[Zbrafish] Unfertilized eggs

Irina V. Zhdanova zhdanova at bu.edu
Fri Aug 11 12:21:29 EST 2006


i assume you are getting the same messages from the ZFIN that I do.  Do 
you? If not, some are quite useful: see below

I took some of the suggestions I previously the, and it seems that our 
largest facility is back to normal.  The fish are laying great.  These are 
all our mutants.  However, the room where we keep our wildtypes as well as 
the larvae have stopped laying almost altogether.  For instance, last night 
I set up 24 tanks and 5 laid, which is well below what we have previously 
experienced.  Two of these clutches were unfertilized, and one consisted of 
12 eggs, and the other two were unhealthy.  This problem seems to be 
repeated on a daily basis.  The fish I set up have previously laid great 
clutches, even up to about a month ago.  Most were about a year old, though 
some were younger.  I set up WIKs, TLs, Nacres, and ABs.  The WIKs I didn't 
expect to lay that well.  I also set up 28 tanks in our quarantine room, 
and two laid, unfertilized clutches.  Again, they are pairs that previously 
laid well.  I am unsure the age of most, but at least 3 pairs were less 
than a year old.

All of our rooms are supplied with R.O. water from the same system.  We 
have an AHAB system, with 1L (between 1 and 4 fish), 2.75L (between 10 and 
20 fish) and 9L (up to 50 fish), but the density of fish in the tanks are 
about the same in both rooms.  We monitor the water quality with a YSI 
system.  The pH is generally around 6.8 and the conductivity between 300 
and 600.  The temperature in the main facility is about 28 degrees, while 
the wildtype room and the quarantine room are about 30 degrees (I know this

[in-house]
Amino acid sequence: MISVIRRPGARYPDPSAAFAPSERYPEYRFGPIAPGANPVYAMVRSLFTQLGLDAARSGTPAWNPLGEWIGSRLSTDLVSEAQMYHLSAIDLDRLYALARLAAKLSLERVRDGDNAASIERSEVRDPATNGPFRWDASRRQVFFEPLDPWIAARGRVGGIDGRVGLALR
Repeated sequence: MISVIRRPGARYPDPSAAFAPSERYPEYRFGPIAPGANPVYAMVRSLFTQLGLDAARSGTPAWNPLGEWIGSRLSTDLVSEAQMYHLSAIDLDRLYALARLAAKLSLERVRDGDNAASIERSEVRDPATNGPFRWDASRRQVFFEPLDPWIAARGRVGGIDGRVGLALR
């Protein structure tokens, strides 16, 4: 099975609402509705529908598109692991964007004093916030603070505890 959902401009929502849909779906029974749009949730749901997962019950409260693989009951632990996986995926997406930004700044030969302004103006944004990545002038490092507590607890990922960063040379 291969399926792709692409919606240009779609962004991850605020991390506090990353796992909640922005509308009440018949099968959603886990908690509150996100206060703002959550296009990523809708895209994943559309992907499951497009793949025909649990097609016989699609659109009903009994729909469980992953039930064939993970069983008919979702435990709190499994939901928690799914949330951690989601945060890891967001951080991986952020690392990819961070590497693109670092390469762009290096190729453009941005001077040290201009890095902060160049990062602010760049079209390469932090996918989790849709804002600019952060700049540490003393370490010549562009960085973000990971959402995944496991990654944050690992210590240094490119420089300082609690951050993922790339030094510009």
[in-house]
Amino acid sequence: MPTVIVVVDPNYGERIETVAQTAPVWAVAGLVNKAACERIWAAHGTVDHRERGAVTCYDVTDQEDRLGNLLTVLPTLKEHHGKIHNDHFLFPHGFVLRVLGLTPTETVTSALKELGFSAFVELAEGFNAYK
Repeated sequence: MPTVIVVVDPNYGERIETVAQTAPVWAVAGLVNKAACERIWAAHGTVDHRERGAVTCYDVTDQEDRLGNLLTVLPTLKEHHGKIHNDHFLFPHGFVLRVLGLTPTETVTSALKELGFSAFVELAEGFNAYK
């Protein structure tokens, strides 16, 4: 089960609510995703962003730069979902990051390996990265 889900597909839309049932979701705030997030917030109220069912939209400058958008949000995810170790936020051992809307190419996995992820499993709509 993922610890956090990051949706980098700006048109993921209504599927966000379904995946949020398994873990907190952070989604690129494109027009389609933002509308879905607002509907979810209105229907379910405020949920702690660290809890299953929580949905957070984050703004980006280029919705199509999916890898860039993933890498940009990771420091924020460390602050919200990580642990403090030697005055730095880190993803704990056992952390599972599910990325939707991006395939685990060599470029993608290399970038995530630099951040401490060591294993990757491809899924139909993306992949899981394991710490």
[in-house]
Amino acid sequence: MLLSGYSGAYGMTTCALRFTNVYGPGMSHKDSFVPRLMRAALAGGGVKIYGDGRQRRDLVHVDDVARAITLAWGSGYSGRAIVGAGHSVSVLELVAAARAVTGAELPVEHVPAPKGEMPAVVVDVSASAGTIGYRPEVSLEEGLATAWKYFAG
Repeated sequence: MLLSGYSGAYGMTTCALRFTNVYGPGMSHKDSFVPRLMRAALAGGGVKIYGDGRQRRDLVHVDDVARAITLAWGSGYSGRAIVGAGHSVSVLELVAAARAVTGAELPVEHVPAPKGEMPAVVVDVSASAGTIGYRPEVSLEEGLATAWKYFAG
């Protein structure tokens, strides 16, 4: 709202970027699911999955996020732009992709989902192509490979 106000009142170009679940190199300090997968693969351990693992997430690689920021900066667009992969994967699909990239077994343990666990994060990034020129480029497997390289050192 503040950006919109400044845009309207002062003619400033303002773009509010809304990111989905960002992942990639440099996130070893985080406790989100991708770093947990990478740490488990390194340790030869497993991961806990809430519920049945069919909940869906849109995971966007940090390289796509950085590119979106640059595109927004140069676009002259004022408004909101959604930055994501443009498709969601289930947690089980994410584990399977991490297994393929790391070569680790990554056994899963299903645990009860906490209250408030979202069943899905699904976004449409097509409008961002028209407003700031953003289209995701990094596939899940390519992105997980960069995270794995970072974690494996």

is a high temp, but it has been consistently higher, so I am inclined to 
think that isn't the issue.)  I test the NH3, NO2 and NO3 once a week, and 
the nitrate is the only one that is ever elevated, and no more than 30 
ppm.  As far as I know, the town hasn't changed the method of treating the 
water (but both rooms use the same water).  The light cycle has an alarm so 
that we will know if they are staying on all night (we previously had that 
problem), plus people are som
etimes down there when the lights go out, so I am confident that is not the 
problem.  The only other difference between the two rooms is the 
lighting.  The main facility has lower lighting than the wildtype room, 
mainly because there are more racks arranged differently.  We feed Zeigler 
food in the morning and brine shrimp in the afternoon, but I think the 
breeding has improved since we switched to the Zeigler's.

Another thing that is making this frustrating is that when wildtype males 
are taken from that WT room to be bred with a mutant female in the main 
room, the eggs are almost always fertilized.  When WT are incrossed, more 
often than not whatever clutches are laid are unfertilized.  They are set 
up about once a week.  We do a lot of injecting in our lab and this is 
really starting to impact the research.  Any suggestions would be greatly 

I apologize for the length of this submission, but I hope that I have 
provided all the information one might need to know.  Thanks.

Heather McAllister
Research Specialist
Burdine Lab
Molecular Biology
Princeton University
Washington Rd.
Princeton, NJ 08544

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Irina V. Zhdanova, MD, Ph.D.
Associate Professor
Laboratory of Sleep and Circadian Physiology
Dept. Anatomy and Neurobiology
Boston University Medical School
715 Albany St. R-911
Boston, MA 02118-2394
zhdanova at bu.edu
Ph. (617) 638-8002 (office)
       (617) 638-4187 (lab)
FAX   (617) 638-4676

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